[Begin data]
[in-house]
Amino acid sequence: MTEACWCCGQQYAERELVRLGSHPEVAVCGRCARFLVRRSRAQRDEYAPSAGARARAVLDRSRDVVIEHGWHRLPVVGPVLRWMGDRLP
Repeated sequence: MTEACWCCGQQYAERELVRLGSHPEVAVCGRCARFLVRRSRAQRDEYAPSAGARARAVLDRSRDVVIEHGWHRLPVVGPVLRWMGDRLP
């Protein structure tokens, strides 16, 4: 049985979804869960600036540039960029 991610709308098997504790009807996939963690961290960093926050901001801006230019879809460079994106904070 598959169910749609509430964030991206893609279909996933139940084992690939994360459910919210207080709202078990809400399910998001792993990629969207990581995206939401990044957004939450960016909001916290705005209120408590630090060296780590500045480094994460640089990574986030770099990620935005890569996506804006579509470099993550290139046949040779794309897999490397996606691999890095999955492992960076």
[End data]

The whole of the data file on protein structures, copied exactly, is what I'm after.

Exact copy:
[in-house]
Amino acid sequence: MTEACWCCGQQYAERELVRLGSHPEVAVCGRCARFLVRRSRAQRDEYAPSAGARARAVLDRSRDVVIEHGWHRLPVVGPVLRWMGDRLP
Repeated sequence: MTEACWCCGQQYAERELVRLGSHPEVAVCGRCARFLVRRSRAQRDEYAPSAGARARAVLDRSRDVVIEHGWHRLPVVGPVLRWMGDRLP
């Protein structure tokens, strides 16, 4: 049985979804869960600036540039960029 991610709308098997504790009807996939963690961290960093926050901001801006230019879809460079994106904070 598959169910749609509430964030991206893609279909996933139940084992690939994360459910919210207080709202078990809400399910998001792993990629969207990581995206939401990044957004939450960016909001916290705005209120408590630090060296780590500045480094994460640089990574986030770099990620935005890569996506804006579509470099993550290139046949040779794309897999490397996606691999890095999955492992960076």